Verdunning en omzetting van bestrijdingsmiddelen in grondwater
Dilution and transformation of pesticieds in groundwater.
Berg R van den , Linden AMA van der , Mulschlegel JHC , Beek CGEM van , Jobsen JA , Leistra M , Hoeks J
RIVM Rapport 725801002
Abstract niet beschikbaar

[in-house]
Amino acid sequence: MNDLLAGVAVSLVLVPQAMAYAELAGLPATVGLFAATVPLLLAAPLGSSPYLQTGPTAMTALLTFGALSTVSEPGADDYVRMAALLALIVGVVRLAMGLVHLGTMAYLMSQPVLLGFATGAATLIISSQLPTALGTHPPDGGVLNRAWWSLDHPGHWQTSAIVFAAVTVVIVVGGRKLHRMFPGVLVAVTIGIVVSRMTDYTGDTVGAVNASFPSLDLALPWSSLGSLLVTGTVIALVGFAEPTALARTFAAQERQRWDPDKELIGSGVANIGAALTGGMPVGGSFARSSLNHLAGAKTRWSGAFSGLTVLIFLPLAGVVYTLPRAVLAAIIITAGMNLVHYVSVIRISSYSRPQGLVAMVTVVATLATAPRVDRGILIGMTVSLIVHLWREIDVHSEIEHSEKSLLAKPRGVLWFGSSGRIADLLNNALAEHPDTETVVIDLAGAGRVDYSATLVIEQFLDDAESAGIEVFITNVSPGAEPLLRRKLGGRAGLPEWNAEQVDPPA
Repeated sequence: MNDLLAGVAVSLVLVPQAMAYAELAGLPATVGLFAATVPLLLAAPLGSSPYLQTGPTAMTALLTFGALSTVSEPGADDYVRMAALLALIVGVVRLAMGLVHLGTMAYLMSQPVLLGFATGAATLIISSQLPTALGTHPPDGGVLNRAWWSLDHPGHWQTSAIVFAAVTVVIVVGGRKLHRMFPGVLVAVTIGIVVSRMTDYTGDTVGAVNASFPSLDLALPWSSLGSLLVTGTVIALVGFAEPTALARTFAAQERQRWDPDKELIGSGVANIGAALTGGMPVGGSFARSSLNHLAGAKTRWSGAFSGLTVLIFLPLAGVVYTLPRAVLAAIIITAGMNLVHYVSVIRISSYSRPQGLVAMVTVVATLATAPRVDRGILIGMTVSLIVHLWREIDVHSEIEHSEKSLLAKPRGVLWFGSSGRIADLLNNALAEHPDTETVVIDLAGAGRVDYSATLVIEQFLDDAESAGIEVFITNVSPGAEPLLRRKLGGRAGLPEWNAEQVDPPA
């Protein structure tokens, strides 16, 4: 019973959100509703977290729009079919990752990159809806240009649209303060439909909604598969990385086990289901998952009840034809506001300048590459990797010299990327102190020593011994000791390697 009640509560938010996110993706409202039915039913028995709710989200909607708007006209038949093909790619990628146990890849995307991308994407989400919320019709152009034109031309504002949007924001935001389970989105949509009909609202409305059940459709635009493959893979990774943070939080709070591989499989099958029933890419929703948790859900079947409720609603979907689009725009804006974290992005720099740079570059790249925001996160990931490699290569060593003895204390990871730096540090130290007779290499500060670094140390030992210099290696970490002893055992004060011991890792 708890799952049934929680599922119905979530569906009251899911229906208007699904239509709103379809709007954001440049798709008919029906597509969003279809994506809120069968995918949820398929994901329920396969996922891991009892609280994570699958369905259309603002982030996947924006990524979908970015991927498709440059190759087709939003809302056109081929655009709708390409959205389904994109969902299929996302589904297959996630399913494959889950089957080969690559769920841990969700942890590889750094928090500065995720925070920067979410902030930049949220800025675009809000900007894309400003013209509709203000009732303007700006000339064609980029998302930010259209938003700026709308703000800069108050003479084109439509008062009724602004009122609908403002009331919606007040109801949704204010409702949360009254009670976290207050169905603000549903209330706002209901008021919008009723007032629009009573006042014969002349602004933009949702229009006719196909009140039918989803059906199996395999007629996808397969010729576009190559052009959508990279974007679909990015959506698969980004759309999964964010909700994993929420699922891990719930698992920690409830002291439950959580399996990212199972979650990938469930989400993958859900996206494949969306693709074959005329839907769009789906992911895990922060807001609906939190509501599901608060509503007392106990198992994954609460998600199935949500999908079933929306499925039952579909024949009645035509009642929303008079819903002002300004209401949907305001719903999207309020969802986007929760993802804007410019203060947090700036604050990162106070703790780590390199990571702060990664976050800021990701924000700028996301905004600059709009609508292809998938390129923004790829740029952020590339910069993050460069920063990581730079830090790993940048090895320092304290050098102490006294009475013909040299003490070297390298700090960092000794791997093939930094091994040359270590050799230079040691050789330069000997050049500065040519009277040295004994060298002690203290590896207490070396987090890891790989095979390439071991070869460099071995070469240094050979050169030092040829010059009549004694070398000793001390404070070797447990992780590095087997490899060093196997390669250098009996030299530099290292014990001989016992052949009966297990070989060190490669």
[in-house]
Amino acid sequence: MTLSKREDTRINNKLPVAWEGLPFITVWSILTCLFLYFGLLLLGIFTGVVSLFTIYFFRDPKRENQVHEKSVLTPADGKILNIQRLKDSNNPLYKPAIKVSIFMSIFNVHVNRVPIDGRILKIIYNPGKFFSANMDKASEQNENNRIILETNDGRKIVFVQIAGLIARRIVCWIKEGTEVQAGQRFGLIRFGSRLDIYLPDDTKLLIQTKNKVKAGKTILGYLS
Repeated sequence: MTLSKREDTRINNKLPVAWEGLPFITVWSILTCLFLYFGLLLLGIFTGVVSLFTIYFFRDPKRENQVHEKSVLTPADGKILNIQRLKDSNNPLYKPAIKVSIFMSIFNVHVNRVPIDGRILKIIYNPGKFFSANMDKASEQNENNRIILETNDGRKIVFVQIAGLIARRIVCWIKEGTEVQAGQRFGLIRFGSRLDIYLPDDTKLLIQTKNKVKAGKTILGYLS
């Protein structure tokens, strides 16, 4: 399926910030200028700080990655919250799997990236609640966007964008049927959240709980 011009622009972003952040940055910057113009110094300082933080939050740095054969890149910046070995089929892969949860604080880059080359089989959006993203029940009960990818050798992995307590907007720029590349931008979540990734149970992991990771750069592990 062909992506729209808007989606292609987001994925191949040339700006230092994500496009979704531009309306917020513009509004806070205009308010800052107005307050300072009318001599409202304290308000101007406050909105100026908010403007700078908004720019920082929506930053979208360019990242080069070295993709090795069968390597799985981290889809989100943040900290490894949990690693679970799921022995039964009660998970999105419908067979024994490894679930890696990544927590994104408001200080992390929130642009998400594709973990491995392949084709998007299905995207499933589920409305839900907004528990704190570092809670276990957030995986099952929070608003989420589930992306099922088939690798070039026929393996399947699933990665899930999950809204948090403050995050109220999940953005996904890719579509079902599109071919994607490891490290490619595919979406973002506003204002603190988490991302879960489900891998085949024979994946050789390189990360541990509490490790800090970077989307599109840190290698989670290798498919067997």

With reference tot the Memorandum Environmental Criteria for the Protection of Soil and Water against Chemical Pollutants, the objective of this study was to indicate whether dilution and degradation in the ground water had to be accounted for in case of Approval of Pesticides. In this report the possible occurrence of pesticides in the upper (1 m) layer of the ground water and the deep, extracted ground water has been evaluated based on the actual use of soil and pesticides in a number of vulnerable agricultural areas in the Netherlands. Dilution, defined as the physical process of mixing of water streams in the extraction well, is determined by two factors: the actual use of a pesticide and the acreage fractions of the crops to which a pesticide may be applied. In case of public drinking water supplies the dilution factor, defined as the ratio of the pesticide concentration in the upper (1 m) layer of the ground water and that in the deep, extracted ground water, has a minimum value of 3.7 for pesticides which leaks into the ground water with resulting concentrations higher than 0.1 mg.m -3. This dilution factor can be much higher for the various combinations of pesticide and crops. This dilution cannot prevent that the EC standard (for all pesticides together) of 0.5 mg.m -3 in the extracted ground water is exceeded (by factors of 10 to 1000) and that for 13 of the 130 pesticides evaluated the individual EC standard of 0.1 mg.m -3 is exceeded. For private water extraction wells the situation may be somewhere between two extremes: no dilution (in case of very shallow extractions) or dilutions comparable to those of a public drinking water supply. It was concluded that degradation of the pesticides in the saturated zone may have a substantial effect on the concentrations in the extracted groundwater. The extent is determined by the relation between the residence time in this zone and the degradation rate of the pesticide in this zone. Only very limited information is available on the transformation of pesticides in the water satured zone and a reasonable certainty about the formation of harmless metabolites does not exist. Therefore the influence of transformation in the subsoil on the levels of pesticides in deep ground water has not been evaluated. In the discussion attention has been given to the uncertainties of the model (parameters) and the overground processes which determine the fraction of the dosage reaching the soil.